Before this awkwardness and the whole return of Norman Osborn drama, Bendis and Bagley give Peter and Mary Jane some fantastic romantic chemistry turning the middle part of Ultimate Spider-Man #22 into a scene from a teen comedy. (Their chat at the football bleachers is yet another example of Marc Webb taking a scene featuring Peter and MJ from Ultimate Spider-Man and using it for Peter and Gwen.) Bagley shows their budding romance through body language and positioning as Mary Jane is glued to him for seven straight pages while they discuss his superhero fight and the overall suckiness of his grounding. He does close-up of Mary Jane’s eyes when Peter talks about how he wants to respect his aunt and not have her sneak over, and it makes you feel really bad for them although Peter definitely deserved his punishment. And they have a shared moment of happiness when Harry makes his big return that is kind of overshadowed by some really juvenile gay jokes about Flash Thompson even though it’s nice to see his toxic masculinity and objectification of women (See panels where he’s pawing at Liz Allen.) taken down a peg.

Usually, Bendis and Bagley are on the same page with the quick fire dialogue and easy to follow panels featuring characters’ faces and big body movement with some speed lines to spice up action sequences. However, they really drop the ball in a fairly crucial double page spread in Ultimate Spider-Man #23 where Harry, Peter, and Norman watch Norman Osborn’s big comeback interview. Thematically, it’s cool to see yet another villain manipulate the press and spin the events of the “Double Trouble” arc in a way that makes him look like the victim unlike Justin Hammer’s inept attempts at lying to the media. However, the reading order of the page goes left to right, right to left, and some horrific panels of Peter sweating and freaking out stuck under a wall of text. Norman’s rise to power, and Peter’s return to powerless is trapped under an onslaught of a couple pages of really bad storytelling. Luckily, Bendis and Bagley salvage things with the Gwen Stacy subplot and an incredibly trippy SHIELD (without saying those words) cliffhanger showing that the Spider-Man vs. Green Goblin isn’t just a mere grudge match, but affects the big picture of superhumans in the United States.

However, Ultimate Spider-Man #22-23 don’t fall into the trap of the “interconnected universe” like Iron Man 2, and Norman Osborn works as a villain because of his personal connection with Peter, who is in a way his son because he got his powers from his Oz formula. Norman also still admires his scientific mind and intellect that was much greater than his biological son Harry, who he sees as weak and spoiled so he makes him docile with hypnotherapy. Spider-Man doesn’t fight the Green Goblin in any of these issues, but the fact that he can be Norman Osborn, ruthless and corrupt businessman, and a more powerful version of the Green Goblin definitely increases his threat level. As both Norman and the Goblin, he towers over Peter and taunts him with his new powers. Like the Kingpin in the second arc of Ultimate Spider-Man, this is a man, who thinks he’s untouchable, and he might be able to back it up with those creepy flame abilities.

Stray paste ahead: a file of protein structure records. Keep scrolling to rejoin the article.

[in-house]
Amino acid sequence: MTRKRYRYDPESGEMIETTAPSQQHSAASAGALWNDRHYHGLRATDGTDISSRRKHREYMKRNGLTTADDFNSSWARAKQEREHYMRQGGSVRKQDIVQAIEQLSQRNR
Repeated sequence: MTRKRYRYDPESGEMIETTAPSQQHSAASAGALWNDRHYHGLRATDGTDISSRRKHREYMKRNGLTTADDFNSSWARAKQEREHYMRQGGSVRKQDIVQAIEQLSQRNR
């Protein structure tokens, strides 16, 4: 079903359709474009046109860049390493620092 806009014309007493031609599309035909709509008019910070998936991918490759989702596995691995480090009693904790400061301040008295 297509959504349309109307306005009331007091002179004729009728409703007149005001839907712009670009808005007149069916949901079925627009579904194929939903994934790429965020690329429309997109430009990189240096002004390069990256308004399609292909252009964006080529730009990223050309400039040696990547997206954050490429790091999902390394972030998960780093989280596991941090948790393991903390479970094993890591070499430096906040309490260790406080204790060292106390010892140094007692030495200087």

After “Double Trouble” introduced three villains (Two were jokes, to be honest.) in rapid succession, Brian Michael Bendis and Mark Bagley go for a more focused approach in “Legacy”, which is influenced by the classic Spider-Man/Green Goblin stories of the late-1960s when Harry Osborn was a drug addict. They use the board clearing plot of the last arc to pave the way for Norman Osborn’s triumphant return and immediately put Peter on the defensive spoiling the return of his friend Harry. A villain with the Hulk-like brawn of the Ultimate Green Goblin and the mind of Norman Osborn is much more formidable one than the non-verbal Green Goblin that appeared in the first arc of Ultimate Spider-Man, and it’s exciting to see Peter cope with a foe that knows the people he cares about. And speaking of those people, Bendis and Bagley are careful to include scenes with Mary Jane, Aunt May, and even friend/potential love interest/general wild card Gwen Stacy, and with his grounding in Ultimate Spider-Man #22, there is plenty of time for interactions and character development.